Next in line is Sheikh Rasheed of Lal Haveli. He has established contacts with his former party and is all set to become a PML-N candidate from NA 55 in next general elections. He was the man who had categorically refused Begum Kulsoom Nawaz Sharif to support a pro Nawaz Movement after 12th October, 1999 and had later joined Musharraf camp. He claimed himself to be a non-official spokesman of GHQ. One can imagine what will be the situation like when he will walk with Nawaz Sharif who claims to be an anti military dictatorship. But that is surely confined to a dictatorship that removed him from the Prime Minister House. Thus the proverb, that politics has no permanent foes or friend is proved true once again and lotacracy is in the vogue again.

Tuesday, October 11, 2011

Split in Sindh PPP Imminent; President Offers Aitzaz An Important Position, May Play Prominent Role in Future; Nawaz-Mirza under Pressure for Alliance; Fahmida Mirza Offers to Resign

Aitzaz May Play Prominent Role in Future; How Fasih Bokhari Was Nominated as Chairman NAB?

By Aijaz Ahmed

Islamabad: There seldom comes a cooling off interval in Pakistani politics - at least not these days. With every passing moment, the temperature gets higher and the hectic moves and counter moves by the stakeholders create more and more confusion. Amidst all that, the moves by one of the players, Zulfikar Mirza may soon result in split within his own party.
On his return from Malaysia, Zulfikar Mirza dropped another bombshell; he addressed a press conference along with the leaders of the Peoples Amn Committee and announced that following in the footsteps of Imran Khan, he would carry three suitcases to London, UK, filled with evidence against Altaf Hussain of MQM. The statement of Mirza created another storm in the troubled city of Karachi and prompted MQM demands for his arrest. The rampant political crisis is destined to lead towards a final showdown within the PPP ranks as well as between the PPP and its love-hate partner the MQM.

A group of PPP dissidents from Sindh is getting united with a resolve to fight against any effort for passing the proposed Local Government Ordinance, which was first introduced by military dictator Musharraf and then reintroduced by Babar Awan known as Mr. Tughral in the political circles of Islamabad.

The move is not only to oppose the local government ordinance bill, but the built in opposition to the government-MQM alliance is also coming to the fore. The group emerging around Mirza in Sindh will ultimately gain strength, and the people in the province having sympathies with PPP will by and large go with Mirza team, says a PPP leader from the political team of the president, Zardari.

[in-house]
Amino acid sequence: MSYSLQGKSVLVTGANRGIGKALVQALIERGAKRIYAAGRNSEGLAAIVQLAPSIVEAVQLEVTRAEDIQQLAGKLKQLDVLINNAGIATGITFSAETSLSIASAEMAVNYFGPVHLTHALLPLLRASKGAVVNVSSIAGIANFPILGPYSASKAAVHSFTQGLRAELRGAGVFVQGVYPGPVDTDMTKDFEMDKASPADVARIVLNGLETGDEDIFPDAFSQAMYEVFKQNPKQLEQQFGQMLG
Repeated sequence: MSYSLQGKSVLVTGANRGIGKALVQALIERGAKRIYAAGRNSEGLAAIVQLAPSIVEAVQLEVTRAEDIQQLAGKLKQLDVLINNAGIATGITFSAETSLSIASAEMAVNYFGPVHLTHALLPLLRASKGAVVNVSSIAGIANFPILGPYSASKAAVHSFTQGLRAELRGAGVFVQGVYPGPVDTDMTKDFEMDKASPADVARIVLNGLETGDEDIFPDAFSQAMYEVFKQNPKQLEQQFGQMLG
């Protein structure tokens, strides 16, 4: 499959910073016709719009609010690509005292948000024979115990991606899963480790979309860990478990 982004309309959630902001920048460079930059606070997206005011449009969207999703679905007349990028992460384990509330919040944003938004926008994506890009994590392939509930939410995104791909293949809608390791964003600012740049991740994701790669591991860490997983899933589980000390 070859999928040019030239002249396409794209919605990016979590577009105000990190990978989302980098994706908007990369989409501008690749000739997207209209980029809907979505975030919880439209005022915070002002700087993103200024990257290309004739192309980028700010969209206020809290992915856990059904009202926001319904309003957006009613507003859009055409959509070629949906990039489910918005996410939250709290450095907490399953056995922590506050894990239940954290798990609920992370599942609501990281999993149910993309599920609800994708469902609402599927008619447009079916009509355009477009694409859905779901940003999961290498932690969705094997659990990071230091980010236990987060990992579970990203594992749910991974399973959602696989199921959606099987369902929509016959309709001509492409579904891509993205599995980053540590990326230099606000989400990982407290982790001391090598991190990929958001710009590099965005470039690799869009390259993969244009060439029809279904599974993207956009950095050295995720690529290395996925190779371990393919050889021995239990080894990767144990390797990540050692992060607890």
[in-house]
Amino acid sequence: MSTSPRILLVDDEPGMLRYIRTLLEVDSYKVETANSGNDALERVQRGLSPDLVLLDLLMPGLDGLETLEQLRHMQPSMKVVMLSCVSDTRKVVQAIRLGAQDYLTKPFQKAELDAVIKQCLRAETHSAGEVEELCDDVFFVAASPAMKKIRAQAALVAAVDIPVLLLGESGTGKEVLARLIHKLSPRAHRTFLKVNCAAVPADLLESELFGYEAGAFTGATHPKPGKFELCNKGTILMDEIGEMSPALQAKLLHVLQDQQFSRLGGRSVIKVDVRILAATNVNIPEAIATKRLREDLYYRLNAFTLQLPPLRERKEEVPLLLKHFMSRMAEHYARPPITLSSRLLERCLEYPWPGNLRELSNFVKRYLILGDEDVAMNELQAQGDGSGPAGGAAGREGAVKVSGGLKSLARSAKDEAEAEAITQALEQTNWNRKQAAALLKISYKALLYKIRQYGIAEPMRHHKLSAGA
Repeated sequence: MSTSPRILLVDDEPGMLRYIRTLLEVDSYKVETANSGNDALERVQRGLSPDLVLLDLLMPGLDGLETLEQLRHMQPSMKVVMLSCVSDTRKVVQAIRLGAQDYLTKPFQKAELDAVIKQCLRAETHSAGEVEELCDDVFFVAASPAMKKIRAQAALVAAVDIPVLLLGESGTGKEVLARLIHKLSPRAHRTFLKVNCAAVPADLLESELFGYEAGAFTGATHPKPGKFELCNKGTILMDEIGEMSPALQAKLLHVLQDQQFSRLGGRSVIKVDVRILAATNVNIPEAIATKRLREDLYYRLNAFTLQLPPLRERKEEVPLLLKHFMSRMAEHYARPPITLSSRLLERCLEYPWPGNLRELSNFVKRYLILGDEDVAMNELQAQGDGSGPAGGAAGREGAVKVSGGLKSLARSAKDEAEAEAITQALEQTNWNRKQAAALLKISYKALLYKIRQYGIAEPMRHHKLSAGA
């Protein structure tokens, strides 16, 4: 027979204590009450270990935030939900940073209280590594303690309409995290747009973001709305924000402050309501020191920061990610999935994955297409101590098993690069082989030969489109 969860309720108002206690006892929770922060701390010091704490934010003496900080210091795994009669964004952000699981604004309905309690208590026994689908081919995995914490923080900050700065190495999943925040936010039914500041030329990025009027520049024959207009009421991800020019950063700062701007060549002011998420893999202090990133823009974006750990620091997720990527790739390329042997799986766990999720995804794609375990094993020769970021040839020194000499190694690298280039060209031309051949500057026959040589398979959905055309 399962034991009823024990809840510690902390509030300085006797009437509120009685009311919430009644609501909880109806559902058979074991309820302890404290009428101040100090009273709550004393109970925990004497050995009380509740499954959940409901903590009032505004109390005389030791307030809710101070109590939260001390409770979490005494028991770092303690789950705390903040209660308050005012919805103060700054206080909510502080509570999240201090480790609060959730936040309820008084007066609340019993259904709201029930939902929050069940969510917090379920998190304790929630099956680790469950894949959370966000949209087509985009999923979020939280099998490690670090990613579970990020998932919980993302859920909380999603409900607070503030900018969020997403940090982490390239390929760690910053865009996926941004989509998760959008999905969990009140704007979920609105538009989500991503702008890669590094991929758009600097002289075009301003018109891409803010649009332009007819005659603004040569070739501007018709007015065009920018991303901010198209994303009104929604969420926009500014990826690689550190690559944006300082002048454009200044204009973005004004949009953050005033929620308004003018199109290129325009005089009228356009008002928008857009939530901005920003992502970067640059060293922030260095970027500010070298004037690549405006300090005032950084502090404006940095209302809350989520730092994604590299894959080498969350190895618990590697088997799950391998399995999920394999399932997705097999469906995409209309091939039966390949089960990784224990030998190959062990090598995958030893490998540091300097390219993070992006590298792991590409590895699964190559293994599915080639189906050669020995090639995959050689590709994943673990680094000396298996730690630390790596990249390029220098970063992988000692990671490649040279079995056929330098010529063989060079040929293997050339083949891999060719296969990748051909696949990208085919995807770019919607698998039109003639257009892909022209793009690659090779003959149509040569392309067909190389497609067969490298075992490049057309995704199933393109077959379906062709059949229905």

The central leadership of the party is trying its best to control the damage caused by Mirza, but for the first time in the history of the party, it appears that all the efforts by the leadership are going in vain as dissent in the party is visibly increasing.

The game does not end there; rather another innings of the long and tiring game of politics is being started again, and the umpires of the game have become, as always, the main players of the innings now. There are clear indications that the behind-the-scene players who ‘encouraged’ Mirza to go up in the arms to such an extent where he put his relationship with the president at stake are trying to bring Mirza and Nawaz Sharif closer on some point of mutual interests and that is the opposition of MQM and elimination of corruption, sources in the power circle of Islamabad have revealed.

The anti Zardari policy of Nawaz Sharif and his PML-N is the main cause of concern for Mirza, the sources said, adding that the players are trying to evolve a mutually acceptable position in this regard.

The people and the forces who matter are hectically busy in hatching a deal between the two, but hard line taken by Mirza has been an impediment so far, sources claimed. Mirza does not want to take blame of stabbing in the back his closest friend and mentor, thus he has put some hard conditions. Mirza wants Nawaz Sharif to give up his go Zardari go policy, sources maintained. Mirza also wants Nawaz Sharif and the wheelers behind the move to agree to a mutually acceptable guarantee that his friend will be allowed to complete his present tenure and that if he gets elected as president again, he will be allowed to complete that tenure as well.